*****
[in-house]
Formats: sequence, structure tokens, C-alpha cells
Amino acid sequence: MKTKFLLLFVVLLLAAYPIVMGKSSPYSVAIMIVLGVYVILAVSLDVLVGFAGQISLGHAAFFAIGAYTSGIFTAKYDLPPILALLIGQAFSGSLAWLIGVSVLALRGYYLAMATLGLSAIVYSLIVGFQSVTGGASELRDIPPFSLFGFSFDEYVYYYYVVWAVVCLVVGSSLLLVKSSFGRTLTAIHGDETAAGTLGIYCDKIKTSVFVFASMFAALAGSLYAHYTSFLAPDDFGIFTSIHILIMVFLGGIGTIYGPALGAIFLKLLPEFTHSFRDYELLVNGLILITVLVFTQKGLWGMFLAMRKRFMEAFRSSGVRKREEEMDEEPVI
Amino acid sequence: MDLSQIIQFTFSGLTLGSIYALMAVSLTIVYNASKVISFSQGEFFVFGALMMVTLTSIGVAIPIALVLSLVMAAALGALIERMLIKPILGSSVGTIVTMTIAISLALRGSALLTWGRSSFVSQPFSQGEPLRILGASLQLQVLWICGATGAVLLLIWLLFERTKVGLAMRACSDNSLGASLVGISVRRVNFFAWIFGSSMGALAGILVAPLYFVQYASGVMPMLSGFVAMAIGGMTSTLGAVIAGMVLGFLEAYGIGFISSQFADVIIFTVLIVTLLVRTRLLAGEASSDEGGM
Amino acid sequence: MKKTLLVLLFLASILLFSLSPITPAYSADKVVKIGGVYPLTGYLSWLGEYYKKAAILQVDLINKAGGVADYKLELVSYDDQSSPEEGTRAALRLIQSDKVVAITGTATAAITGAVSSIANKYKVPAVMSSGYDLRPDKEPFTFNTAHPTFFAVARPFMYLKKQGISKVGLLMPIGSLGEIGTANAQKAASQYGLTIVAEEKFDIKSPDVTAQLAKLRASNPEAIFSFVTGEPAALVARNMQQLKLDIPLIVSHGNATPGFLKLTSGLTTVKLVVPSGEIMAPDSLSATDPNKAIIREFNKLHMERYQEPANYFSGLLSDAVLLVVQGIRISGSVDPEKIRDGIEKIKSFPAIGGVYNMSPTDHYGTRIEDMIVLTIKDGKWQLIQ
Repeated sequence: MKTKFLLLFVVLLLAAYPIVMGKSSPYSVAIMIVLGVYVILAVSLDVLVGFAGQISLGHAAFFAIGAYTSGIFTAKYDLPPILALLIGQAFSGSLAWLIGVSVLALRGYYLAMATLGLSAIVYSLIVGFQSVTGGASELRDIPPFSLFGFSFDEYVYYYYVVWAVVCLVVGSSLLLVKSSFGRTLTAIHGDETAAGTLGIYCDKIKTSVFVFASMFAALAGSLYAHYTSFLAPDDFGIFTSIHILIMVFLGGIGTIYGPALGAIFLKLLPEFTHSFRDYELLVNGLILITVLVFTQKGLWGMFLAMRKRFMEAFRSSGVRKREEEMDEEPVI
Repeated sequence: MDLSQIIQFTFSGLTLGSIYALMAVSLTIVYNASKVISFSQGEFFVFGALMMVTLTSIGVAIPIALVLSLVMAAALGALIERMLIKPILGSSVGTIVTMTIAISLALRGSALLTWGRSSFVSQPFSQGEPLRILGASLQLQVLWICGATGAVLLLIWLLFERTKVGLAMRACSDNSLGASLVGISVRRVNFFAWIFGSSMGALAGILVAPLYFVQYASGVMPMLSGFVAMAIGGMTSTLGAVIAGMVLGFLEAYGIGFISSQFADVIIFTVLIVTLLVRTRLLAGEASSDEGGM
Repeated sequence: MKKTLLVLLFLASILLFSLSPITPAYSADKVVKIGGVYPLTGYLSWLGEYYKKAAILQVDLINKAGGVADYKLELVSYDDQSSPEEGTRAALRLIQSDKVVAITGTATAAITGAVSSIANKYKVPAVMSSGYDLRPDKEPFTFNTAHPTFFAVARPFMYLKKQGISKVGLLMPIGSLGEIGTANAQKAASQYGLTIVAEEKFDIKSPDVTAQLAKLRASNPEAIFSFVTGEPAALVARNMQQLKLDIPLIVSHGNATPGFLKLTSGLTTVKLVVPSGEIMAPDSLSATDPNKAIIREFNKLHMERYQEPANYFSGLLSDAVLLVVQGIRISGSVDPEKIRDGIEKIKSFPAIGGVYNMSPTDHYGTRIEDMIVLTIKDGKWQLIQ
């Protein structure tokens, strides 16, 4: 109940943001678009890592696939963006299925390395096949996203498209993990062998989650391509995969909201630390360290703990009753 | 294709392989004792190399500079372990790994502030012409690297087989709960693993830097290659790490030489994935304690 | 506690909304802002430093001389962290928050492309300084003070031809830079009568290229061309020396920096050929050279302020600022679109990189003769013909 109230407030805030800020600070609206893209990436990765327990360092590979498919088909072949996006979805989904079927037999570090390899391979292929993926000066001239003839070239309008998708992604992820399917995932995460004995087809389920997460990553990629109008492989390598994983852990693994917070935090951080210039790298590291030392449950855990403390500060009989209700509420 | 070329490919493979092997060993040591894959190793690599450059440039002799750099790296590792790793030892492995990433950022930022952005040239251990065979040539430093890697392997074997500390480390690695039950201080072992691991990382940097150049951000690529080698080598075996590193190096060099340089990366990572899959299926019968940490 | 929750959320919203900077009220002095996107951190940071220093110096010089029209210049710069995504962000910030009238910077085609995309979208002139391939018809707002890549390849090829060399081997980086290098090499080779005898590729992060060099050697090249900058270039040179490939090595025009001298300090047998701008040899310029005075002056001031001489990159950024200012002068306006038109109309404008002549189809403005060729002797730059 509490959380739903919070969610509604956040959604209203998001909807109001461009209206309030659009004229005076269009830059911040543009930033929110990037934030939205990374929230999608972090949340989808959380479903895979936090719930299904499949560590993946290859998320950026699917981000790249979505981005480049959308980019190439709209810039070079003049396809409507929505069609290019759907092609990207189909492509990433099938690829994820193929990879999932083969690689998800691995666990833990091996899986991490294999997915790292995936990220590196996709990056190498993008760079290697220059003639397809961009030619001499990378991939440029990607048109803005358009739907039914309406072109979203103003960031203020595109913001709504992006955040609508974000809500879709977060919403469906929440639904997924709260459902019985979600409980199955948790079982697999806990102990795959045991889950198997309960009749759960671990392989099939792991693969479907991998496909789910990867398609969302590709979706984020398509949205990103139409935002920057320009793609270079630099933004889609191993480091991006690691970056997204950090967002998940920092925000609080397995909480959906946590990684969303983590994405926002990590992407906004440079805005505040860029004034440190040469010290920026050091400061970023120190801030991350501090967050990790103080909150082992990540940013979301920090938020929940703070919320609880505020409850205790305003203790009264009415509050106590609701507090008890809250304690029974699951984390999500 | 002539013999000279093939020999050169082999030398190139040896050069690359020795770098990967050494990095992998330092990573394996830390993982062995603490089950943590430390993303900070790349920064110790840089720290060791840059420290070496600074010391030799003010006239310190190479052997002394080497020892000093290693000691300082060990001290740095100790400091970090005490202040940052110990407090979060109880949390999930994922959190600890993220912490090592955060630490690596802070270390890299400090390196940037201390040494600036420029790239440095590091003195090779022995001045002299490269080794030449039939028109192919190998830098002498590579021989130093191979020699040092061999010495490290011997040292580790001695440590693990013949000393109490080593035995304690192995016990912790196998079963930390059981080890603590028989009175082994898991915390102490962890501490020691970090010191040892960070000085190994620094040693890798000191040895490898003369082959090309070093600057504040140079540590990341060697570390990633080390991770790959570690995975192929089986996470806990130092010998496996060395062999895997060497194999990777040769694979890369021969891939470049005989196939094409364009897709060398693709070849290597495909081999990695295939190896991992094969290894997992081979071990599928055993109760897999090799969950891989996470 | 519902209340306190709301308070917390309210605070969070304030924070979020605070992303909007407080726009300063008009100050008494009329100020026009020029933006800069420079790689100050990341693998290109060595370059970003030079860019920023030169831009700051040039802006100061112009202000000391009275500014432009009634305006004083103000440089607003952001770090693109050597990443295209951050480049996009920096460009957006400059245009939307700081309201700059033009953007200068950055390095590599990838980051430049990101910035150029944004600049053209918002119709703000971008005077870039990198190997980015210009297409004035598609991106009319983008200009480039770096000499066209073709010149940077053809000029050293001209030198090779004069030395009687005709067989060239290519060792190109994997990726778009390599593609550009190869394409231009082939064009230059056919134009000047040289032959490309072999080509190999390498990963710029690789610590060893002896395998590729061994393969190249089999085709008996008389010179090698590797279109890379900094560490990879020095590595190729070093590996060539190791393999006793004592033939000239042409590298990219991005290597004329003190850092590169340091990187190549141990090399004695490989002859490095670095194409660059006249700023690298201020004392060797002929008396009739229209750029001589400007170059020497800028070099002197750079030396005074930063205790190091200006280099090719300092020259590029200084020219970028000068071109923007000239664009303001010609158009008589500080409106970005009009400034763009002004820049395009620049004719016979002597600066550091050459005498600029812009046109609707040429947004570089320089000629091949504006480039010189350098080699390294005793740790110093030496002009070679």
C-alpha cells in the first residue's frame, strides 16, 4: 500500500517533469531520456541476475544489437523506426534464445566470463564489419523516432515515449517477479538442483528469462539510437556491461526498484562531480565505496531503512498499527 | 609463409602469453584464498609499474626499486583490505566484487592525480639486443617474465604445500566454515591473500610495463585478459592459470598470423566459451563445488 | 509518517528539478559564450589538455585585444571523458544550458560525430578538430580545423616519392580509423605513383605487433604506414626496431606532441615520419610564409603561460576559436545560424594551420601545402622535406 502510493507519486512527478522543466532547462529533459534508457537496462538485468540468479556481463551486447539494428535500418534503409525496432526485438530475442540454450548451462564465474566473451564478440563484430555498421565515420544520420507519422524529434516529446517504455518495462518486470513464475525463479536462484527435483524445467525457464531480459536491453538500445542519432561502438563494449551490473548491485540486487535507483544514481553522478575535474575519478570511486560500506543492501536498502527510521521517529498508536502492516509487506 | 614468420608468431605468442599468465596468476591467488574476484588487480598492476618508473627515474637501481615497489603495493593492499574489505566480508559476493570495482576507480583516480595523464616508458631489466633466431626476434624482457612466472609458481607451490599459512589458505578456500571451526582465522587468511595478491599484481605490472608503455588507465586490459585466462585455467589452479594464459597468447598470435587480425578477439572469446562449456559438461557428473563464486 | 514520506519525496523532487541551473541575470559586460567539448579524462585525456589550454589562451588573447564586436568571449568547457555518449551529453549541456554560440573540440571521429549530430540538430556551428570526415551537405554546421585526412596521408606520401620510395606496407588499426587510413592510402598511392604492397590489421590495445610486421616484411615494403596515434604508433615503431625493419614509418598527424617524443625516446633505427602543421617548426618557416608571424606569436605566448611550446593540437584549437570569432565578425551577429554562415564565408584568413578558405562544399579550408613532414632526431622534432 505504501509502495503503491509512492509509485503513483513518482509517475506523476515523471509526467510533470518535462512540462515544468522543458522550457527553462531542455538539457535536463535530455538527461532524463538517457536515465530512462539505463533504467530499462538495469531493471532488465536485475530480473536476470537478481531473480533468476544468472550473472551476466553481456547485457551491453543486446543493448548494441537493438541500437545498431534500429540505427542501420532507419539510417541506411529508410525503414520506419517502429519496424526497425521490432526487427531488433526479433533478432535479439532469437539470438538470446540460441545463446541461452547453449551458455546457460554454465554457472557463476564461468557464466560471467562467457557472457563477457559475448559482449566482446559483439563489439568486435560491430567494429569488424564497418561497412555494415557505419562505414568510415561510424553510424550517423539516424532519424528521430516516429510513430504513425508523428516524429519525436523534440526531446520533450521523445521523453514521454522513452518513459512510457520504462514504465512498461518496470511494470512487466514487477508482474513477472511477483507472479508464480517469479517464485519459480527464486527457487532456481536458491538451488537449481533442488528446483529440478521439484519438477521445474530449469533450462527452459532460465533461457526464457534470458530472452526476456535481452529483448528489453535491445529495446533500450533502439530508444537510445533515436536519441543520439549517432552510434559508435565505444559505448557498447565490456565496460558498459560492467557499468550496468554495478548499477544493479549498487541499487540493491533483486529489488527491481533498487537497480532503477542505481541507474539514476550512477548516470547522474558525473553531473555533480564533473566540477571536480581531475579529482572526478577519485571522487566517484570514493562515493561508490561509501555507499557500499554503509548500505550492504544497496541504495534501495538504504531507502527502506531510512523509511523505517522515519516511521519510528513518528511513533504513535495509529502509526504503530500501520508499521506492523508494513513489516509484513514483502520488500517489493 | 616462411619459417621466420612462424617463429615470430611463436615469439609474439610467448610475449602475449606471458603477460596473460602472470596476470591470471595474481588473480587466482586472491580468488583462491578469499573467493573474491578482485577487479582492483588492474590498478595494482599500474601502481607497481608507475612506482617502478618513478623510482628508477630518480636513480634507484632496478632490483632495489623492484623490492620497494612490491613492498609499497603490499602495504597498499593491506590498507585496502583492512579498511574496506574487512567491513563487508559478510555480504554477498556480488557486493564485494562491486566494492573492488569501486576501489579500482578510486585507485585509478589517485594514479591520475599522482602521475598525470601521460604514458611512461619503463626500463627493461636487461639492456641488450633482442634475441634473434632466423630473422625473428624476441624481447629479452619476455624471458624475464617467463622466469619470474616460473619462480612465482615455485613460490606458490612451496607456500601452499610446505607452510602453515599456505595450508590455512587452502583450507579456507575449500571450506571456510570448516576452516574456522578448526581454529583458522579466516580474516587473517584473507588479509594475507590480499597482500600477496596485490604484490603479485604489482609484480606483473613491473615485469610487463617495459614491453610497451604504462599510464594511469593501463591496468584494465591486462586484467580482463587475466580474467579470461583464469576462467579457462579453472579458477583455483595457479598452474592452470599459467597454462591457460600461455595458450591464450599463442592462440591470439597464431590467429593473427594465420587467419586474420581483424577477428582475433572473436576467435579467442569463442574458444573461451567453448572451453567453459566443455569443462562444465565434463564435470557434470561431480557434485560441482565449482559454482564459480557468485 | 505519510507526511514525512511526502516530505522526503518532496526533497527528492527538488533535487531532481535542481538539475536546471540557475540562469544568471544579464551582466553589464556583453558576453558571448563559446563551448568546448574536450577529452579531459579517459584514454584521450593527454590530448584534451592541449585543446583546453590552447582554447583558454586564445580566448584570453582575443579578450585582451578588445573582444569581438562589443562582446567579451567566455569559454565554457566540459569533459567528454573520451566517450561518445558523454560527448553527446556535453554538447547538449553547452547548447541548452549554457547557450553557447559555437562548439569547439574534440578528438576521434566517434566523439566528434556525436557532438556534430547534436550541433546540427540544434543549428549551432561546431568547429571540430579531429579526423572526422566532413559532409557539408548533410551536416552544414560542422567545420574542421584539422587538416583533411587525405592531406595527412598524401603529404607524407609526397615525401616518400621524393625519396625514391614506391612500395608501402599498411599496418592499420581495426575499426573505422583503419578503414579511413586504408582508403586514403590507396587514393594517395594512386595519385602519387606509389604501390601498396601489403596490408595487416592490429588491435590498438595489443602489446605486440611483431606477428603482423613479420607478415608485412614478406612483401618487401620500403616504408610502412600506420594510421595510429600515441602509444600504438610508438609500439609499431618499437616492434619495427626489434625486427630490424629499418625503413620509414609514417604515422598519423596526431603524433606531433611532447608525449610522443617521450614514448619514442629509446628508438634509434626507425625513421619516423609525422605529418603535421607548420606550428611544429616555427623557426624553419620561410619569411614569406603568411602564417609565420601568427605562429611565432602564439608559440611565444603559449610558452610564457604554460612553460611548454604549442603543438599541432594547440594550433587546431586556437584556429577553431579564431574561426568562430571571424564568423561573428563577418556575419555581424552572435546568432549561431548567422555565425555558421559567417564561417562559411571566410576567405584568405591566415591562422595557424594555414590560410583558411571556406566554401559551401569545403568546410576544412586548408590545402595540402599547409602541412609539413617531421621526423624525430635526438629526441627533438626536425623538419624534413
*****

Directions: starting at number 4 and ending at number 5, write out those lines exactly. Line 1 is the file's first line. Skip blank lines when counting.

Amino acid sequence: MDLSQIIQFTFSGLTLGSIYALMAVSLTIVYNASKVISFSQGEFFVFGALMMVTLTSIGVAIPIALVLSLVMAAALGALIERMLIKPILGSSVGTIVTMTIAISLALRGSALLTWGRSSFVSQPFSQGEPLRILGASLQLQVLWICGATGAVLLLIWLLFERTKVGLAMRACSDNSLGASLVGISVRRVNFFAWIFGSSMGALAGILVAPLYFVQYASGVMPMLSGFVAMAIGGMTSTLGAVIAGMVLGFLEAYGIGFISSQFADVIIFTVLIVTLLVRTRLLAGEASSDEGGM
Amino acid sequence: MKKTLLVLLFLASILLFSLSPITPAYSADKVVKIGGVYPLTGYLSWLGEYYKKAAILQVDLINKAGGVADYKLELVSYDDQSSPEEGTRAALRLIQSDKVVAITGTATAAITGAVSSIANKYKVPAVMSSGYDLRPDKEPFTFNTAHPTFFAVARPFMYLKKQGISKVGLLMPIGSLGEIGTANAQKAASQYGLTIVAEEKFDIKSPDVTAQLAKLRASNPEAIFSFVTGEPAALVARNMQQLKLDIPLIVSHGNATPGFLKLTSGLTTVKLVVPSGEIMAPDSLSATDPNKAIIREFNKLHMERYQEPANYFSGLLSDAVLLVVQGIRISGSVDPEKIRDGIEKIKSFPAIGGVYNMSPTDHYGTRIEDMIVLTIKDGKWQLIQ